For once I agree with a post of yours. To me it's a question of logic. The Chinese can spout off about the USD. Ok, then do something about. Well the consequences of the do something about it part means that your currency has to be traded on the foreign exchange markets. This means it will reach equlibrium with all the other currencies and that the USD will go down.

    Here is a further logical disconnect from the fuehrerbunker crowd: You guys claim that the US is headed towards some downward spiral because of our "socialist" democratic government interfers with your freedom to make money and yet you claim that a corrupt, centrally planned, economy (China/ Russia) will be triumphant?
    Aug 7 05:12 PM | Likes Like |Link to Comment
  • So the U.S. lost S&P's AAA rating for the first time in a 70-year history; so what? Mark Thoma says this is S&P erring on the only side it can after blowing the pre-crisis situation. Always pragmatic Warren Buffett says solvency's not an issue when the debts are all in currency the U.S. can print; inflation, that's another story. Ready to buy on this coming dip?  [View news story]
    WhackJob,

    With these comments you have demonstrated that you have totally lost it:

    1) I wish I could understand the fundamental whack job premise that we have to destroy the US in some sort of Goetterdammerung extreme-right-wing fantasy to save it.

    2a) China: In terms of any military activity, you are a drug addled rube. First of all, while the infantry side of the US military is tied up, the reality is that the USN and the air force are barely breaking a sweat. In order to invade Taiwan, there would have to be a huge movement of material/men towards the coast. Taiwanese spys (which are all over China) and US recon satellites would immediately detect this. The first step in a soft power response to this would be to sell tons of military hardware (can you say F-16?) to Taiwan that the Chinese really hate and levy a US import tariff on Chinese goods. Additional irritating steps would be to upgrade relations with Vietnam and establish a Phillipines/US base in the spratleys. If it comes to war in the Taiwan straits, there are a bunch of restless US subdrivers and 6 USN carrier battle groups just sitting around. Oh and a little known unclassified feature of several platforms (B-2, B-52, and US submarines) is that they can dump naval mines. The Air force will come up with further creative ways to participate. I wonder how the Chinese have wargamed their LST's versus drones with Hellfire missles? On the economic side, oil will shoot up for the worlds number one manufacturer, shipping insurance to China will skyrocket and all those clever outsourcing decisions based on cost by US corporations will now be hedged.

    2b) Russia. Russia's military is in a decrepit state. If I use the logic of right wing extremist's, since we are fat and happy, then the socialist paradises of Europe should be ripe take over targets, not! Russia would lose against Finland and the US/western Europe would be shoveling weapons by tons into eastern Europe. Finally, in terms of south Russia, have you forgotten the first Afghanistan/ Russia friendly? In just the Ukraine alone, Russia would get chewed up.

    2c) Iran's military is mostly tied up making sure the average joe uses the crosswalk.

    3) Finally as a response to your China/russsia uber alles fantasy, they have many problems. Russia is demographically collapsing due to the huge loss of life from WW2. China has many off balance sheet liabilities such as corruption, pollution, clean water, rule of law and food importation among other mundane issues. Both China and Russia will fight a losing war against the internet.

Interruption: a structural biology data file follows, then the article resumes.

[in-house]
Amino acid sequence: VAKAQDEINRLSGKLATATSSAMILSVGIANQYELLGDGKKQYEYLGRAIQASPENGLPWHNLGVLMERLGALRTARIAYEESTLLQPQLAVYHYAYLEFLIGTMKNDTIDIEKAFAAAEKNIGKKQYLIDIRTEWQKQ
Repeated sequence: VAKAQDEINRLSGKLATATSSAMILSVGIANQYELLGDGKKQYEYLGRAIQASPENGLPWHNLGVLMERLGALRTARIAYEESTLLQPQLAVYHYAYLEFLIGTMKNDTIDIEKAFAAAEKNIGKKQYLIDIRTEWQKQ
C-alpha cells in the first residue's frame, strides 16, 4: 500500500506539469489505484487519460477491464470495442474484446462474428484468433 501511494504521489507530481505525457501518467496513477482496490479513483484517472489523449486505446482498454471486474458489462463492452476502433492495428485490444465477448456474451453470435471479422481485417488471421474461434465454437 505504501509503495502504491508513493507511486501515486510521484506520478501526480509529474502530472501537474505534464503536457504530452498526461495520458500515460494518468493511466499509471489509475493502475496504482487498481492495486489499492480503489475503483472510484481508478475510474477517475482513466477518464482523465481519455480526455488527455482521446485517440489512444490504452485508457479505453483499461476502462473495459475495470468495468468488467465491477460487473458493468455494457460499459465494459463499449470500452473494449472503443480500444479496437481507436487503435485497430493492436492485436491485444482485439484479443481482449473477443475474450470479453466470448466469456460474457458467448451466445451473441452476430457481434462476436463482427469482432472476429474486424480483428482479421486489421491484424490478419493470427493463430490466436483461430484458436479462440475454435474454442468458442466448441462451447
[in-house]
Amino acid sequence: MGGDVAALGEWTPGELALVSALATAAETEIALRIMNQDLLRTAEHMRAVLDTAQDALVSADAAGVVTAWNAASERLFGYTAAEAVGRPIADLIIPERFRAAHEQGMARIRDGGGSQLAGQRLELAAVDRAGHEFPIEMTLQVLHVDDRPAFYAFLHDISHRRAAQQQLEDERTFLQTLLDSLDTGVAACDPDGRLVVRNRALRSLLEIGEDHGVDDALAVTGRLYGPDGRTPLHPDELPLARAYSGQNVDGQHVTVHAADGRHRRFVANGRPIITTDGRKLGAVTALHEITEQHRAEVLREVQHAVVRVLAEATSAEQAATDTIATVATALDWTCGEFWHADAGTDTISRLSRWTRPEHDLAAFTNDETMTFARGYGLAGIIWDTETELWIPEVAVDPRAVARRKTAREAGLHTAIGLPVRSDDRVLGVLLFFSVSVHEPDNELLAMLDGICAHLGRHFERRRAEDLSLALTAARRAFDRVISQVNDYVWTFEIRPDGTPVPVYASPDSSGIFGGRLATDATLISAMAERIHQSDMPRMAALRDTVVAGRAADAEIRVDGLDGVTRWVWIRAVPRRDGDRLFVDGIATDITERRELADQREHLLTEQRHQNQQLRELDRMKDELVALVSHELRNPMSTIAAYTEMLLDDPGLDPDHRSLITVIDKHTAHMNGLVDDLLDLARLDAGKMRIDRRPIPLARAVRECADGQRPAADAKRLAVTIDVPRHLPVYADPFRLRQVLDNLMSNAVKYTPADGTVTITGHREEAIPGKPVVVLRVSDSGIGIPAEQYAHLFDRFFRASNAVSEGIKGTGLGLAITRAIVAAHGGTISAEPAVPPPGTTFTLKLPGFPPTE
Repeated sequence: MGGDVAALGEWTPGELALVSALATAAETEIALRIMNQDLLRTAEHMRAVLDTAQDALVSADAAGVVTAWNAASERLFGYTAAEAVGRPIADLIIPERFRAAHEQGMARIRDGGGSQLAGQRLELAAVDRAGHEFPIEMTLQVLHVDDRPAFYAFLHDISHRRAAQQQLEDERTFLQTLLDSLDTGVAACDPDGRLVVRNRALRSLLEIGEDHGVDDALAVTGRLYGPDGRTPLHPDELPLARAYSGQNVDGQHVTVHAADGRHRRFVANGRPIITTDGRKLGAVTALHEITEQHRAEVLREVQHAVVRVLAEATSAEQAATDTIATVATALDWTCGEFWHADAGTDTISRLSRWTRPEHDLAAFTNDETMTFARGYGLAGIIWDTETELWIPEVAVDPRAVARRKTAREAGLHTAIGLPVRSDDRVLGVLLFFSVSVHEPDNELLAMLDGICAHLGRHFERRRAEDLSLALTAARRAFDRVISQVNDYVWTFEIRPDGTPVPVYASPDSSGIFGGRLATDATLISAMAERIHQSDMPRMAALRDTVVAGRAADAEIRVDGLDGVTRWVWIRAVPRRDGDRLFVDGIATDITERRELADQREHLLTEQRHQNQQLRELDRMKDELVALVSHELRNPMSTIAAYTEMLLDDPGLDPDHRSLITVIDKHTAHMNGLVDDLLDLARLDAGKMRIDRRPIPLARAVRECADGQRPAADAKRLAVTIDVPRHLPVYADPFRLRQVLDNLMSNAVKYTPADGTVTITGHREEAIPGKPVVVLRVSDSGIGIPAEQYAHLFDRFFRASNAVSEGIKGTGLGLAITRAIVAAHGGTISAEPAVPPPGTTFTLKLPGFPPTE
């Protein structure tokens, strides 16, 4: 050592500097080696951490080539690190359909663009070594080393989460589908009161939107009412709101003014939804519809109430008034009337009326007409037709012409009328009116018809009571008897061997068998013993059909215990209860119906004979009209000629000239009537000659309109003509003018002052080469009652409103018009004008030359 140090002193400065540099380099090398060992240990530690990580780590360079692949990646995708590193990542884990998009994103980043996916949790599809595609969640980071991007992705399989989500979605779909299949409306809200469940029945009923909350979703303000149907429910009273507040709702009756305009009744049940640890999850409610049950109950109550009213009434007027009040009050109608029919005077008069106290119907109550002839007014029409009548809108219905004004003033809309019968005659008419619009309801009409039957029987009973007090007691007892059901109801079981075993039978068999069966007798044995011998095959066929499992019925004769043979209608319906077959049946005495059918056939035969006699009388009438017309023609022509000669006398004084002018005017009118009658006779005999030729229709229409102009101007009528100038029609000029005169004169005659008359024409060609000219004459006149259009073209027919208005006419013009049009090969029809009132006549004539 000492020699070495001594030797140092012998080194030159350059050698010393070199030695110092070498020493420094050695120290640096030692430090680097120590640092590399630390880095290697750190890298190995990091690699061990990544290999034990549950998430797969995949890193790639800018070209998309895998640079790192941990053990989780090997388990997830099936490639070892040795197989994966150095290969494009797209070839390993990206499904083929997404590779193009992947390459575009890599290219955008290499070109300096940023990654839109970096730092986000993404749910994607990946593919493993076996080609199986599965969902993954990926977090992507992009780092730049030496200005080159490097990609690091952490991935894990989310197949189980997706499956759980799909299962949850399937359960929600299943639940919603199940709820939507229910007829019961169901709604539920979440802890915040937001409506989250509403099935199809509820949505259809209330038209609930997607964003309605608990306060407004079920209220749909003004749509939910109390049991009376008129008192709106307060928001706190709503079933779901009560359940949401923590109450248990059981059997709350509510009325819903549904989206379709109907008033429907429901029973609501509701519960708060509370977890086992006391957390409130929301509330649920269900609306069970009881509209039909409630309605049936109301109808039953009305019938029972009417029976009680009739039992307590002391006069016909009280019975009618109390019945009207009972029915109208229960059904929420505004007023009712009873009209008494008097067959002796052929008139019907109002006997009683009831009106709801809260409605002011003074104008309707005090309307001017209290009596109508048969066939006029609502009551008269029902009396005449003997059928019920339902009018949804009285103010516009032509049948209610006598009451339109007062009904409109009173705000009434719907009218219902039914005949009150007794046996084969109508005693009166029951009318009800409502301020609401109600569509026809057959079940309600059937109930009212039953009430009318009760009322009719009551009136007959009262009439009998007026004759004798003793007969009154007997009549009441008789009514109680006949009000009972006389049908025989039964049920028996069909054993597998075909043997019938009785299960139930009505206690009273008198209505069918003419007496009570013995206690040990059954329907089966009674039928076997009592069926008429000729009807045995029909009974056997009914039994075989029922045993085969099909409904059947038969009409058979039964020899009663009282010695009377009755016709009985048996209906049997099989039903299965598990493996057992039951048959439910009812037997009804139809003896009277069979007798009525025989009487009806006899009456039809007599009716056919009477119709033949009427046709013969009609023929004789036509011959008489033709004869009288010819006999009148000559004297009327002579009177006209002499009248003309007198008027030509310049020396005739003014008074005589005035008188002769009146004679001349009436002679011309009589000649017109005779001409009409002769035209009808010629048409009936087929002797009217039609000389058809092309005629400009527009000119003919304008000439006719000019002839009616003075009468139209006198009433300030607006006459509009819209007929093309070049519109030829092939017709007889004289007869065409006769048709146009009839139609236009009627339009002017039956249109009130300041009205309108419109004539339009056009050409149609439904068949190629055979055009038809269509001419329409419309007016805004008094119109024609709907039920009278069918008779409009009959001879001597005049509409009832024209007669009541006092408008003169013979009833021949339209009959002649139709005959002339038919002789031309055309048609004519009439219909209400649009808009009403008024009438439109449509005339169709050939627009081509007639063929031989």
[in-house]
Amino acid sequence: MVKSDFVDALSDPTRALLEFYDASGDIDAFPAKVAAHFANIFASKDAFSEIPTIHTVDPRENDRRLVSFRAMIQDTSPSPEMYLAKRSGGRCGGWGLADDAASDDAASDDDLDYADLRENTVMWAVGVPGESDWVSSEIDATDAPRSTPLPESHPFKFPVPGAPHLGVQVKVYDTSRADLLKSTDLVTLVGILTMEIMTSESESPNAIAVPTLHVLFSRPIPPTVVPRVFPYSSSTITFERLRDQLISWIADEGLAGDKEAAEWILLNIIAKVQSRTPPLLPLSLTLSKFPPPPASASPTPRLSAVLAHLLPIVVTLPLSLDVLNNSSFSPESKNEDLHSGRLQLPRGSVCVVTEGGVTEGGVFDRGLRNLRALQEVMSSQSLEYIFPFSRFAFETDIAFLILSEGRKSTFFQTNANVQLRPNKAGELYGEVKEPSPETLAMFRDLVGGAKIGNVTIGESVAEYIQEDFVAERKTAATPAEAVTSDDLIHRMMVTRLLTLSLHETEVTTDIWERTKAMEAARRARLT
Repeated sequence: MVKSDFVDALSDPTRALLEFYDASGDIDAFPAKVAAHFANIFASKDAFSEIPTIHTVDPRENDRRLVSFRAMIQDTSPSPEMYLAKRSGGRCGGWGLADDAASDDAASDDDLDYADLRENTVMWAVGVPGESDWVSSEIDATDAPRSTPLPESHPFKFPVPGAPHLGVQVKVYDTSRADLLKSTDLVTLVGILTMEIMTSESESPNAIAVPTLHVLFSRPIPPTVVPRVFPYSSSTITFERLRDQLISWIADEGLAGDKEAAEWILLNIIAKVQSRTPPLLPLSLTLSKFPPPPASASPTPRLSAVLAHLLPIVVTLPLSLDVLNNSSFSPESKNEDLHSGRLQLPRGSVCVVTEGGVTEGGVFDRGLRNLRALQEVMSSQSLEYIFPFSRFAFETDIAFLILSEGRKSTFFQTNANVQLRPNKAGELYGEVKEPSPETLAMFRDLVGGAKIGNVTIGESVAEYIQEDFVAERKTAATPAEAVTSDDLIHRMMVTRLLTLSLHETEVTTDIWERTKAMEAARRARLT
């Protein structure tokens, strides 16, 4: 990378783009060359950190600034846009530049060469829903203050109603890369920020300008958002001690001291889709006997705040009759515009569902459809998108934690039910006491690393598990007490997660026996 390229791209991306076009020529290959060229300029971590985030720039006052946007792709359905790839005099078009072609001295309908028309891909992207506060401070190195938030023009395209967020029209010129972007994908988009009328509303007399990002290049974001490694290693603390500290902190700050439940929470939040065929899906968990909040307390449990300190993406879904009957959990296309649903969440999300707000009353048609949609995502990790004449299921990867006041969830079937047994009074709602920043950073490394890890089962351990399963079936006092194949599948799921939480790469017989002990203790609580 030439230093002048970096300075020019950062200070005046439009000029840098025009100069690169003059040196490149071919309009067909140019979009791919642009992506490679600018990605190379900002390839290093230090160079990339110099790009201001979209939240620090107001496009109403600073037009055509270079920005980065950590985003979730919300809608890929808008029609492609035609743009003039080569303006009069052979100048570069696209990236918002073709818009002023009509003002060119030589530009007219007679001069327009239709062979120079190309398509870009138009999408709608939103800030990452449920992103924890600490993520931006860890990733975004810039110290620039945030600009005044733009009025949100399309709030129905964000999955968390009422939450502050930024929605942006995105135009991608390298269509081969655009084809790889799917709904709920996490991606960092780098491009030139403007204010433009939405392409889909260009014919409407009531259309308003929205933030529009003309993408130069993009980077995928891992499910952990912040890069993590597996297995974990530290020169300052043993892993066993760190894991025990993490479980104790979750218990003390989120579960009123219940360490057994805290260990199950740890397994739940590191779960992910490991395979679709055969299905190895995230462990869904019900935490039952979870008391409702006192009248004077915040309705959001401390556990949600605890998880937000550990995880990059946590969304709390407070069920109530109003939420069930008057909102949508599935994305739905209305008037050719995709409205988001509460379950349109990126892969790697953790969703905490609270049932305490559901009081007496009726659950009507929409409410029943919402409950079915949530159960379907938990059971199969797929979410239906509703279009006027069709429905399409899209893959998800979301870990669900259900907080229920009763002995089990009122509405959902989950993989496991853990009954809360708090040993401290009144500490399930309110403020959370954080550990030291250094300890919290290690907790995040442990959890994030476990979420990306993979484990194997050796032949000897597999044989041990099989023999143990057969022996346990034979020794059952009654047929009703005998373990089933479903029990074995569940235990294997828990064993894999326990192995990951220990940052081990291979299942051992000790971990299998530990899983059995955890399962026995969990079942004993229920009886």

While the financial expertise of the extreme right wing doesn't extend beyond understanding the chart of accounts for liquor stores and pawn shops, the US has lost good will because the perception of a good part of the world will be that white guys get the easy debt extension and people of color get hassled. As a reminder the Chinese, Japanese and all the other non-Europeans don't see themselves as "white".

    Finally I never have any of the following right wing cogitative disconnects explained:

    i) If you worship in the primacy of markets, barring our recent attempt to shoot ourselves in the foot, why aren't the markets reflecting your Goetterdammerung fantasies?

    2) If the majority of the country thinks like you, then why are you guys going the Fuehrerbunker route since you'll be surrounded by like minded individuals like yourselves?
    Aug 7 04:46 PM | 1 Like Like |Link to Comment
  • A Quick Look at the Jobs Report [View article]
    Actually as a backup to Karl's noting manufacturing picking up, the upside of the downgrade will be a weaker dollar which should help US manufacturing. A further interesting point is how much falling commodity prices cushion decreased growth.
    Aug 6 12:45 PM | Likes Like |Link to Comment
  • So the U.S. lost S&P's AAA rating for the first time in a 70-year history; so what? Mark Thoma says this is S&P erring on the only side it can after blowing the pre-crisis situation. Always pragmatic Warren Buffett says solvency's not an issue when the debts are all in currency the U.S. can print; inflation, that's another story. Ready to buy on this coming dip?  [View news story]
    G2Bob,

    With your republican sympathies, I'm not sure you realize the base ironic content of your comments when you allude to the third world paradise that you currently inhabit.
    Aug 6 12:36 PM | 3 Likes Like |Link to Comment
  • So the U.S. lost S&P's AAA rating for the first time in a 70-year history; so what? Mark Thoma says this is S&P erring on the only side it can after blowing the pre-crisis situation. Always pragmatic Warren Buffett says solvency's not an issue when the debts are all in currency the U.S. can print; inflation, that's another story. Ready to buy on this coming dip?  [View news story]
    Dr. Reality comments:

    I see that as usual, our conservative brethren have avoided thinking at all costs: